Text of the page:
We've had a great decision published by our North Carolina Court of Appeals which finally clarifies the issue of prejudgment interest on Underinsured and Uninsured Motorist Arbitrations in North Carolina.
The gist of the problem was that the while the Uniform Arbitration Act provides that arbitration Awards can be reduced to judgments and filed as judgments, AND judgments in North Carolina are subject to prejudgment interest at 8% per annum, the insurance policies were not clear as to whether pre-judgment interest was covered under the policy.
That problem lead many arbitration panels to conclude that they did not have the authority to award pre-judgment interest. Then as an extra twist, there is North Carolina case law (see Palmer v. Duke) which stands for the proposition that if an arbitration panel does not award a certain damage, a Superior Court Judge can not change or modify that award to include the damage. In 2000, there was another Court of Appeals case which went on to say that if a panel failed to award something in their award, even if both parties agreed that the award was incorrect but one party objected to an amended award, the panel did not have the authority to amend the award (see North v. North)
Thus, Courts were ruling that they could not add prejudgment interest to the Award even when they were reducing the Award to a judgment.
Major Catch 22.
Finally, this has come to a Court of Appeals panel and we have some clarification. Sprake v. Lech, NC COA 06-1690. The case is best summarized in the last few paragraphs:
Defendant argues that the language of the agreement did not include any specific provision allowing prejudgment interest. The contract permits an insured party to demand arbitration when the parties “do not agree: 1. Whether that insured is legally entitled to recover compensatory damages from the owner or driver of an uninsured motor vehicle or underinsured motor vehicle; or 2. As to the amount of such damages . . . .” It is true that there is no explicit mention of prejudgment interest in this section. However, as our Supreme Court has stated,
[a]n ambiguity can exist when, even though the words themselves appear clear, the specific facts of the case create more than one reasonable interpretation of the contractual provisions. In interpreting the language of an insurance policy, courts must examine the policy from the point of view of a reasonable insured.
This Court has applied the rule that “prejudgment interest up to the amount of the carrier's liability limit is part of compensatory damages for which the UIM carrier is liable.” Austin v. Midgett, 159 N.C. App. 416, 419, 583 S.E.2d 405, 408 (2003) (citing Baxley v. Nationwide Mutual Ins. Co., 334 N.C. 1, 11, 430 S.E.2d 895, 901 (1993)). This Court has also noted that “unless the policy of insurance provides to the contrary, prejudgment interest constitutes a portion of a plaintiff's damage award.” Ledford v. Nationwide Mutual Ins. Co., 118 N.C. App. 44, 50, 453 S.E.2d 866, 869 (1995). Given the law as it stands in this State, we hold that the provision granting the arbitration panel authorityto address issues of “compensatory damages” was ambiguous as to whether prejudgment interest was available. As such, we resolve our doubt “against the insurance company and in favor of the policyholder.” Register, 358 N.C. at 695, 599 S.E.2d at 553. The arbitration panel had the authority to address the issue and the trial court properly confirmed the amended award. Defendant's assignment of error regarding the trial court's denial of its motion to vacate the arbitration award is likewise without merit. We therefore affirm the order of the trial court.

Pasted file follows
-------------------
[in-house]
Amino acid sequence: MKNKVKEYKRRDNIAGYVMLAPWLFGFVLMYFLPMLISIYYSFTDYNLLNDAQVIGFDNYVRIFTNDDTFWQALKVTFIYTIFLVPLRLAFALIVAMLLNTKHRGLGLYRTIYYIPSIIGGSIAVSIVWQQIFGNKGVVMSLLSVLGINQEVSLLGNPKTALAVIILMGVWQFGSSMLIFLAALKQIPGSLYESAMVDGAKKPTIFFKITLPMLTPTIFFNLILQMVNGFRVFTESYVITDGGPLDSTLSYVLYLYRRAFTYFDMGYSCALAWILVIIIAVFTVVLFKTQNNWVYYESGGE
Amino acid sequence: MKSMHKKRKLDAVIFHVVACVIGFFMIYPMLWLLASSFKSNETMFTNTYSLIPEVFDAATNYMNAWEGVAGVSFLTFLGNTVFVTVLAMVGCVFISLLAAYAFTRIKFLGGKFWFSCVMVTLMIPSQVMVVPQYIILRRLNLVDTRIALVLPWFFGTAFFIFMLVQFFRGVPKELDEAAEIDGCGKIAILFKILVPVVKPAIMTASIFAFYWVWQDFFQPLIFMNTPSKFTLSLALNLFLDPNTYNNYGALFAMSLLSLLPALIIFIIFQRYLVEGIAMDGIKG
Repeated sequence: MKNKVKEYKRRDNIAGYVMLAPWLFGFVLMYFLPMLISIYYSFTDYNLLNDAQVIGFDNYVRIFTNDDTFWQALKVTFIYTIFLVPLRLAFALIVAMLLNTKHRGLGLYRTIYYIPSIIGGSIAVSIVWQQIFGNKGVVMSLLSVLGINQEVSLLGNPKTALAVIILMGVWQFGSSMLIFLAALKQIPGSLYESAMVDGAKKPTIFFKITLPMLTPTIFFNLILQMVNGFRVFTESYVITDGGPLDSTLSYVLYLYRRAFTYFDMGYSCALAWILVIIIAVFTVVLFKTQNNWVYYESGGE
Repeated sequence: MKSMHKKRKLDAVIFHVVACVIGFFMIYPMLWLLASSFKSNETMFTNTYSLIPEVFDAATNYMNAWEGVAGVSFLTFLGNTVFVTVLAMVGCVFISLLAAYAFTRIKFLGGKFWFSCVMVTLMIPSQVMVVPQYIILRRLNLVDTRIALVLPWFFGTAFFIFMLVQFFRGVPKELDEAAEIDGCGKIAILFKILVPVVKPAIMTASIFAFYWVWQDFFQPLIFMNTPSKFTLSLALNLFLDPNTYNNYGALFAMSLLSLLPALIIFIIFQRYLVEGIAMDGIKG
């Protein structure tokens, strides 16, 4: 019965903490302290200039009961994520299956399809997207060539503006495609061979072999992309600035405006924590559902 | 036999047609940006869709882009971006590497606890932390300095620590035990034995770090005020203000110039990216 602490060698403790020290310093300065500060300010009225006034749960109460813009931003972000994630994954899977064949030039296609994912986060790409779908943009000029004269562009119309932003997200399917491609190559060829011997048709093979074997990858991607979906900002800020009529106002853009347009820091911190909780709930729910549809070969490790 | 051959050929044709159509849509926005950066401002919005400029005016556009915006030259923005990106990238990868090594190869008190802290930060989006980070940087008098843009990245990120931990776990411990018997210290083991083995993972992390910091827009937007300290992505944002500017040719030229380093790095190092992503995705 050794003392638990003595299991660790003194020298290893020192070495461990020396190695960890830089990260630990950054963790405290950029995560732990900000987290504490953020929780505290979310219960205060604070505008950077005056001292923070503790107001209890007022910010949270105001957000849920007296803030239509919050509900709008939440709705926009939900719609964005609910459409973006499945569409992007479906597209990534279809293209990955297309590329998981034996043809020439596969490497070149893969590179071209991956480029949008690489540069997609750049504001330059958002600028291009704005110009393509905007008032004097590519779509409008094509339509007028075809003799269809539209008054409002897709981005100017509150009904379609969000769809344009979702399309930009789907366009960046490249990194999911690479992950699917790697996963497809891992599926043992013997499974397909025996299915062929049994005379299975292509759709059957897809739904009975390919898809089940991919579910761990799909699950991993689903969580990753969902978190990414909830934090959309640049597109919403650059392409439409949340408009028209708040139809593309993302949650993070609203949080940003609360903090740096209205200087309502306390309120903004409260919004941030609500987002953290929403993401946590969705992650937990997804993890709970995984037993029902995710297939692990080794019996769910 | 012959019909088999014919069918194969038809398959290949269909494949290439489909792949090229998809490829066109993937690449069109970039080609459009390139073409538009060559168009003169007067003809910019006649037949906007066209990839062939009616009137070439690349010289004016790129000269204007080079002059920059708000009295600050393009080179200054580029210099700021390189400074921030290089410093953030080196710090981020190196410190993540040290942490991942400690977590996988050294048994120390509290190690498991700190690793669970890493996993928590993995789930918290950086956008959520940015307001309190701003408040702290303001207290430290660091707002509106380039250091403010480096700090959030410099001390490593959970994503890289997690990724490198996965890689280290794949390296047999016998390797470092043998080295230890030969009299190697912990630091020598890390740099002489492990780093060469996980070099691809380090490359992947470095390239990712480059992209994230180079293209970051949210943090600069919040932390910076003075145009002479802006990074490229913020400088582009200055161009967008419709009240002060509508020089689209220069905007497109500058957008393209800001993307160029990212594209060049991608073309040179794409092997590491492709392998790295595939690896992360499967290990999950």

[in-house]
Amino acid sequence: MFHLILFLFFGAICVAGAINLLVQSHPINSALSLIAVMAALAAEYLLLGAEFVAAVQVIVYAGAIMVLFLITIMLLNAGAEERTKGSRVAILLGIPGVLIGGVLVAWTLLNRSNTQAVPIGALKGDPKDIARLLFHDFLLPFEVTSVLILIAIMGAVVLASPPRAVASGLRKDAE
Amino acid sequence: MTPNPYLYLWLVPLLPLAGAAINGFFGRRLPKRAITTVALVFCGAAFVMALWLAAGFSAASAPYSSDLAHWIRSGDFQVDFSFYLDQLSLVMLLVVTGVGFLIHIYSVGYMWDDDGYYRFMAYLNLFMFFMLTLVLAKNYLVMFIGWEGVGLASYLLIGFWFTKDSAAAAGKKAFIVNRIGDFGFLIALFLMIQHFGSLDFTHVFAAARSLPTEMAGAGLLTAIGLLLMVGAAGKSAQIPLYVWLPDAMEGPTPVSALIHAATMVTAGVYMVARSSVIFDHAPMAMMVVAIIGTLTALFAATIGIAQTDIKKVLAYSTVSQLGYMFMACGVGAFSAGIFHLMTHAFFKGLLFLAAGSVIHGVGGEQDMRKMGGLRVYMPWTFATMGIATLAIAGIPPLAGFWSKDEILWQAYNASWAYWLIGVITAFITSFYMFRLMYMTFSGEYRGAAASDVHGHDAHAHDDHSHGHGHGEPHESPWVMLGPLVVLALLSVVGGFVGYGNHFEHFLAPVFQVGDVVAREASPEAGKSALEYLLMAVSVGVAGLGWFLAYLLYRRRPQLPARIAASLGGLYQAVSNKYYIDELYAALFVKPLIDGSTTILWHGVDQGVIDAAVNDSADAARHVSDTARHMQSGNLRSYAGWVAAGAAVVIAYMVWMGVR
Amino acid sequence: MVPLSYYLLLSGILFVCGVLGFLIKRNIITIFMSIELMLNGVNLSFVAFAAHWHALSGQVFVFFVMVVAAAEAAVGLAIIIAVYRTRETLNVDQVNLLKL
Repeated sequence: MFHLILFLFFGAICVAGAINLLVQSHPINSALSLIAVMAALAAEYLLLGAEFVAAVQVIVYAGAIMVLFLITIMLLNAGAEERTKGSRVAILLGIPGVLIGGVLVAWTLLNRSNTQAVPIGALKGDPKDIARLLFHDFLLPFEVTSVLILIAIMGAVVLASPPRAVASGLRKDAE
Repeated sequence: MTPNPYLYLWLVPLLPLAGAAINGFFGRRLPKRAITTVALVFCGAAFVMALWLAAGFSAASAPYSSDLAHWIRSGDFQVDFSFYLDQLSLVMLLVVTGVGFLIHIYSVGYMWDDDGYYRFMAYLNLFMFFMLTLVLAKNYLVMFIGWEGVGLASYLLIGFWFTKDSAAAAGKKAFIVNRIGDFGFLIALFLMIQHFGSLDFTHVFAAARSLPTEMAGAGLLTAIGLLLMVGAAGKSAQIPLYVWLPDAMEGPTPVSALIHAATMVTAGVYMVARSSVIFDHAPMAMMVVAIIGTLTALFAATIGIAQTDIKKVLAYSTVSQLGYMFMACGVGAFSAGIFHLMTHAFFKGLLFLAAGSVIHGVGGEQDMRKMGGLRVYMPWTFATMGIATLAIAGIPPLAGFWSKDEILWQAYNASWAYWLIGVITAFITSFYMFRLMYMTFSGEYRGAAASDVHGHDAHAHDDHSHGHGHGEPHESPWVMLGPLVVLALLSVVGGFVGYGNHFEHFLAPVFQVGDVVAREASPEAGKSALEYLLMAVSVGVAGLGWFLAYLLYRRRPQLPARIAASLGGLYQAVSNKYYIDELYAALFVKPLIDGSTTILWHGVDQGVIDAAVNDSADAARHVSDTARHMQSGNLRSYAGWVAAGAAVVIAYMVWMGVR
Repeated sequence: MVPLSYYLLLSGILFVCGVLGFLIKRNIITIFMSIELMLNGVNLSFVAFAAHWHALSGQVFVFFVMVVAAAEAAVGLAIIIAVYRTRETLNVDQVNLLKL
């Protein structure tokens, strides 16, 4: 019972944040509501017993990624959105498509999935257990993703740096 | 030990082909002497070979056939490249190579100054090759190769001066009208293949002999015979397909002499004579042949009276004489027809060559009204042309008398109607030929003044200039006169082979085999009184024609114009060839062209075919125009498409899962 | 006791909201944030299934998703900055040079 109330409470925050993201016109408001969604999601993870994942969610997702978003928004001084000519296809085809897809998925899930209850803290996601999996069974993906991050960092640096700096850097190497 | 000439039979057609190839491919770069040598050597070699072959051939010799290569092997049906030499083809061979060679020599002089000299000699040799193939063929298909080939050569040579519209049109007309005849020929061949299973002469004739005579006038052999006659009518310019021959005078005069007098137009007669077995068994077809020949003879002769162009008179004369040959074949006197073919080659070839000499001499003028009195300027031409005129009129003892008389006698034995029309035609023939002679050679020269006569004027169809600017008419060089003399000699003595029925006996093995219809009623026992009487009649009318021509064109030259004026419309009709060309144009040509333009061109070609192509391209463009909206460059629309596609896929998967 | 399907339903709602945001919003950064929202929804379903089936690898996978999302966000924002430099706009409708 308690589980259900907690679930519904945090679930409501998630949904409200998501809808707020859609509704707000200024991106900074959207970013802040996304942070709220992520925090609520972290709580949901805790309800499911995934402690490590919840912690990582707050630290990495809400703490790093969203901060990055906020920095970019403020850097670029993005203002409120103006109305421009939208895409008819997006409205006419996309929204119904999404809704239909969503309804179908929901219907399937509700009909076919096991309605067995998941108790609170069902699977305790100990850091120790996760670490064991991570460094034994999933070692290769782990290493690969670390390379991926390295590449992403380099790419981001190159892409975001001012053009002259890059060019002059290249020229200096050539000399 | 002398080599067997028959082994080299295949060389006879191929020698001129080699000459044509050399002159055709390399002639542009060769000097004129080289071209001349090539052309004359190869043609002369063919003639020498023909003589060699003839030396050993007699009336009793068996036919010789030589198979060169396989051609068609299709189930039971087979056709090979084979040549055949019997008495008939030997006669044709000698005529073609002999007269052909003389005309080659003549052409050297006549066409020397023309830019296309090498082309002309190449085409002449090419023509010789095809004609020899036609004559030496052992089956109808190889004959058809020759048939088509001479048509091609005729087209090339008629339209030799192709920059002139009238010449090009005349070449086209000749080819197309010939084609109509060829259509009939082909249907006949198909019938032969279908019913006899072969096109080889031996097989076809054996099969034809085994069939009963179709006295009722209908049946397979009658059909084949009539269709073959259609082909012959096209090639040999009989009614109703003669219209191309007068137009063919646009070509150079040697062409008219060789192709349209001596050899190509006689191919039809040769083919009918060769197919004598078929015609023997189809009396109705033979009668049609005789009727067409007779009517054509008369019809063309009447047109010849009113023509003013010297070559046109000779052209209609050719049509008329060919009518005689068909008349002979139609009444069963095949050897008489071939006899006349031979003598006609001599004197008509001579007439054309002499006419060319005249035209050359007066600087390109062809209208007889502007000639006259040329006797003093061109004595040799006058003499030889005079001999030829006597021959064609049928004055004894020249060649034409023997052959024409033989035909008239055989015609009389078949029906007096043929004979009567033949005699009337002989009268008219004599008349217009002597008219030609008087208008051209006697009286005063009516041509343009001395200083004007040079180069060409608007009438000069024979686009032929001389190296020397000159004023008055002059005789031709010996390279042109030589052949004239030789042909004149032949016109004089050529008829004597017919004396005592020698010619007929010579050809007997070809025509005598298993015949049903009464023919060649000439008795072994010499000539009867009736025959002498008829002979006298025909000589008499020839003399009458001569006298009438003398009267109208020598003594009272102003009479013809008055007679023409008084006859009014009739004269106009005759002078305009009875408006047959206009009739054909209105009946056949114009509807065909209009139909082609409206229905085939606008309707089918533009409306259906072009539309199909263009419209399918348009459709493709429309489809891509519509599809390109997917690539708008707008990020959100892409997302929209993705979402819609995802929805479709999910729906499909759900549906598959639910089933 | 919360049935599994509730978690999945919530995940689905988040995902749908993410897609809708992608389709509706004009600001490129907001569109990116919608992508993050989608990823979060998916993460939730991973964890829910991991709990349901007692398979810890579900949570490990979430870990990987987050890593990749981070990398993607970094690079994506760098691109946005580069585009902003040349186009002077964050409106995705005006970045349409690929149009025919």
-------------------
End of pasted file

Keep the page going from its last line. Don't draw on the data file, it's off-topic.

Congratulations to Jay Ferguson, of Thomas, Ferguson & Mullins, L.L.P., of Durham. The above link tracks to the unpublished opinion, but the COA has agreed to make the case a published opinion so you can cite it in briefs now. This case will have two great side effects. First, insurance companies will not drag their feet on scheduling arbitrations because the extra time will cost them money. Second, arbitration panels will finally have some authority to "back up" interest awards.
If you have an arbitration in North Carolina, bring this case with you for your panel to consider. And as always, it is best to have this issue resolved in a pre-arbitration agreement if possible. Finally, I would calculate interest (or present to your panel) the interest running from the day the 30 day notice of tender of liability limits is made to the UIM carrier, or the day that the Demand package is sent to the UM carrier.
I think it is sufficient for the arbitration award to simply cite "that upon motion of the Plaintiff and based upon the authority vested in this pane pursuant to Sprake v. Lech, NC COA 06-1690, this arbitration panel awards prejudgment interest on the award to be paid by defendant or any unnamed defendant responsible for paying the award." Probably it would be better for the panel to award an actual sum so there is no post award battle over how the interest should be calculated.